by Brian Croser
The Australian wine industry has squandered three decades being confused about the differences between premium and non-premium wine and where the opportunities really lie. Brian Croser reports.
Imagine the world without America and China. I don’t mean their geographic absence, rather imagine after the Australian wine industry’s 1990s growth spurt, that the export boom to the USA from 2002 to 2009 didn’t happen and similarly the China export boom from 2014 to 2020 didn’t occur.
What would the Australian wine industry look like today?
The answer is exactly as it does today.
Both booms came and went but the underlying trends of wine sales and production remain constant through the last 22 years. Australia currently produces about 1.7 million tonnes of grapes per annum based on the last 10-year average; 1.25 million tonnes (73 percent) come from the hot inland irrigation regions and the balance, 450,000 tonnes (27 percent) from the other, cooler regions.
That’s almost exactly as it was in 2001.
The tables are turned for the value of grapes; the inland regions provide only 43 percent of total grape value and the cooler regions 57 percent.
Easy to produce, harder to sell.
Sales of Australian wine in the combined export and domestic market are divided between premium and non-premium.
Premium wine is defined by a price of more than US$10/bottle (A$15/bottle) in the domestic market and exported at more than A$5/litre FOB, roughly equivalent price points in their respective markets. Non-premium is sold and shipped at less than these values.
For the past 22 years, the volume of premium wine sales in the domestic market has grown by six percent per annum. Unfortunately, we don’t have domestic market values for those 22 years, but we can assume value has grown in line with volume for premium wine (six percent per annum) for the period.
After 2001, premium wine has shown no volume growth in the underlying export markets after the USA and China booms came and went. Despite no growth of premium export volume, premium wine export value has grown by two percent per annum, still less than inflation. For non-premium wine, healthy volume growth of 3.3 percent per annum in export markets over the 22 years, has been accompanied by a loss of value of one percent per annum.
Ignoring the blip of the China boom, the export volume growth for non-premium wine all occurred in the first decade of the century. In the last 10 years non-premium wine has lost 13 percent of its volume of export sales.
The domestic market has been drifting backwards for non-premium wine at a rate of –0.7 percent per annum.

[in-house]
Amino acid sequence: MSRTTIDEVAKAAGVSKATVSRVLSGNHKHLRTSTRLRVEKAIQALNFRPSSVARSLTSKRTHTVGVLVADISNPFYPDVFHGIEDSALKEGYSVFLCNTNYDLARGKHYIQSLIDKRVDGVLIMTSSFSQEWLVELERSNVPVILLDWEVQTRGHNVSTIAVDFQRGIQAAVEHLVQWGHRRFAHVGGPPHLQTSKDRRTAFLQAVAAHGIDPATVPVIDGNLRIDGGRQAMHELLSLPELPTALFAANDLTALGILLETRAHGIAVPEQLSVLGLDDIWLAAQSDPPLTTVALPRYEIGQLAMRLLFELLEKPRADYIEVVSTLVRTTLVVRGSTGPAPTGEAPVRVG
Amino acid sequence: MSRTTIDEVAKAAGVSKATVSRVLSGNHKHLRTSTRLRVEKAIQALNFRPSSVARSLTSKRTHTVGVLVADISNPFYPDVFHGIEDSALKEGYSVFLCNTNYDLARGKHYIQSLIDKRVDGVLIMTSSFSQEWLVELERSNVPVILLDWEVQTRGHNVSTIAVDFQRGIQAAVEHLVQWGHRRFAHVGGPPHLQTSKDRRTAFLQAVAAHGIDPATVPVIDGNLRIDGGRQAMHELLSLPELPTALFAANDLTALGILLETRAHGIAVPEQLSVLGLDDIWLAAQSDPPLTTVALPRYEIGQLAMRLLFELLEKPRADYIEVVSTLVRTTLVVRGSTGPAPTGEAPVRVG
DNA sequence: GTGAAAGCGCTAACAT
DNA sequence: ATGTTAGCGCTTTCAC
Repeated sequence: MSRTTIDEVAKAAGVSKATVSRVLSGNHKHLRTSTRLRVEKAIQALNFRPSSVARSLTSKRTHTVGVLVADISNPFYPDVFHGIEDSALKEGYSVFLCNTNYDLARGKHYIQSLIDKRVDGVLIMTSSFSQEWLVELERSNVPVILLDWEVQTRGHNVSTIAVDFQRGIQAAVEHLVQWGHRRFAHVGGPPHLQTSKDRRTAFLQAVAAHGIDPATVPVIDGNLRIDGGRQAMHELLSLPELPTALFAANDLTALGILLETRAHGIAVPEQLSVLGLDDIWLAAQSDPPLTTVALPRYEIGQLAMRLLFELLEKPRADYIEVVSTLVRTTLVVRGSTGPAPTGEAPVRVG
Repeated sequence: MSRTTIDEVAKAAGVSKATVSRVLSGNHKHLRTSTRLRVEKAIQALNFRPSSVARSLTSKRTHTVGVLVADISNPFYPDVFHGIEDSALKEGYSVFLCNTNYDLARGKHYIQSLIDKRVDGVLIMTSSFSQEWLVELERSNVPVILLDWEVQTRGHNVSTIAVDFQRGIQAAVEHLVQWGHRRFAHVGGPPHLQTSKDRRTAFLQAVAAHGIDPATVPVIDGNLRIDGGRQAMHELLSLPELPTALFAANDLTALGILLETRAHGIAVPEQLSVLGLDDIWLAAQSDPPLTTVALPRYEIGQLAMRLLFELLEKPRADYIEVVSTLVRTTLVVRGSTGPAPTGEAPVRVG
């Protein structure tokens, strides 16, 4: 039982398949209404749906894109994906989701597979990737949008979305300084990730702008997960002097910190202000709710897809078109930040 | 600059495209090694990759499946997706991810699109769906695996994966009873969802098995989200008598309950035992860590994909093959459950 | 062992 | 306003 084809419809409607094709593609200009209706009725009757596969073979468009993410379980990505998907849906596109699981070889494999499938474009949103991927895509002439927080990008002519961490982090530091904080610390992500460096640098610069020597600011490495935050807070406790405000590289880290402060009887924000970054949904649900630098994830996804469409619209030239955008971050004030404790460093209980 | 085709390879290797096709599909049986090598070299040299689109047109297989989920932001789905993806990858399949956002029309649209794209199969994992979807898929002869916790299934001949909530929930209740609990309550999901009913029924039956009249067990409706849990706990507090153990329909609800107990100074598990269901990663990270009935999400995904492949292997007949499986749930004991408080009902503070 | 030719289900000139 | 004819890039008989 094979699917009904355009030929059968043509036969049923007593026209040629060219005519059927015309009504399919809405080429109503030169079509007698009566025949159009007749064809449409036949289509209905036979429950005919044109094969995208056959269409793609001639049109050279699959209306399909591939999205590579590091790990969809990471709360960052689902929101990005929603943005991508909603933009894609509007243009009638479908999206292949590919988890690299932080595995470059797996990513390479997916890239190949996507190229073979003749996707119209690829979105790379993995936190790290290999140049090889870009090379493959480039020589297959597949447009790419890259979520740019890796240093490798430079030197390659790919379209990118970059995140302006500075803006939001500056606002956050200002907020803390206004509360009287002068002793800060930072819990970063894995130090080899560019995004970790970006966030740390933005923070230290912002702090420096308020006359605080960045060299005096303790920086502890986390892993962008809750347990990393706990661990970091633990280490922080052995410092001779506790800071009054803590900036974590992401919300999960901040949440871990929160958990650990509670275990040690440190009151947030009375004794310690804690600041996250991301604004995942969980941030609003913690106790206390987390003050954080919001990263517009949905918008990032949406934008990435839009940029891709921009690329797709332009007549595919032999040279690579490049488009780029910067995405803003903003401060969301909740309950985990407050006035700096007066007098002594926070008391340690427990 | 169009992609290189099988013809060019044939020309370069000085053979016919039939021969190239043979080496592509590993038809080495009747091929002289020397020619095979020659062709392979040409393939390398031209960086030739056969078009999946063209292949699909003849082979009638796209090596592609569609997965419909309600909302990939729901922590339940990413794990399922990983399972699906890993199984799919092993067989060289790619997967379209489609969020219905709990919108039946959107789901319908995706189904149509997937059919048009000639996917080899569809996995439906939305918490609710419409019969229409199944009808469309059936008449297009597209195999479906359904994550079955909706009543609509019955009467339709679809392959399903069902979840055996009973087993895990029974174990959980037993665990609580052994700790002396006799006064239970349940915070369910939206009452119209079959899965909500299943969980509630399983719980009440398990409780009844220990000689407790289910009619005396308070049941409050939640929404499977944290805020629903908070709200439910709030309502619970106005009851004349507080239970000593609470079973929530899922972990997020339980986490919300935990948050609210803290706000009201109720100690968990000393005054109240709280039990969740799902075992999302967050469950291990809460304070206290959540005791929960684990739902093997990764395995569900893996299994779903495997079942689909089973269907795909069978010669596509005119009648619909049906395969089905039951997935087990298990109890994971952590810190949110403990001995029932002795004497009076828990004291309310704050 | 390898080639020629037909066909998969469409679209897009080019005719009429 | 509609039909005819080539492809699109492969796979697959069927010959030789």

The star performer over the past 22 years has been premium wine in the domestic market.
Ten years ago, in 2013, the US export boom had well and truly ended, and the China boom had not started. The China boom had finished by 2020. For the 10-year period 2013 to 2023, uninfluenced by the China boom, combined domestic and export premium wine have grown by 1.8 percent per annum in volume and 4.3 percent in value.
Combined domestic and export sales of non-premium has contracted by –2.2 percent per annum in volume and –1.8 percent in value over the 10 years. That exactly mirrors the global picture for all wine from all countries for all markets.
Global 10-year growth of premium wine value is 3.1 percent per annum and for non-premium wine there is a loss of value of -2.2 percent per annum.
That’s the past, what of the future?
We can assume the global trends are continuing.
The future for non-premium wine in an oversupplied, diminishing export market is for increased marketing competition and lower prices. Australia with its remoteness and high cost base is not well positioned to compete in a market where the lowest cost producer will eventually win.
In the domestic market, Australian non-premium wine will continue to out-compete other country suppliers, because of customer loyalty and proximity of market. Australian non-premium wine producers will retain high market share of a diminishing domestic market.
That’s as long as the quality keeps increasing.
The two big growth opportunities for Australia are premium wine in the domestic and in export markets. Both premium markets are expanding in sales volume and value, quicker in value than in volume. Australia is way underperforming in the premium export market, having no underlying volume growth over the past 10 years, despite a healthy value increase of 3.3 percent per annum, more than keeping up with inflation.
The global premium market is expanding in volume by 1.7 percent per annum and Australian premium exports should be at least matching that performance.
Back in the domestic market, imports are now 20 percent of volume and 31 percent of value of all wine sold. Imports are more than 100 million litres per annum costing $1 billion, pretty much all premium wine at a very high average price in excess of $10/litre and growing at 3 percent per annum.
Australia needs a healthy wine import market, spiking consumer interest and knowledge and willingness to trade up. However, Australian wine lists in restaurants tend to be import centric, especially at the higher price points.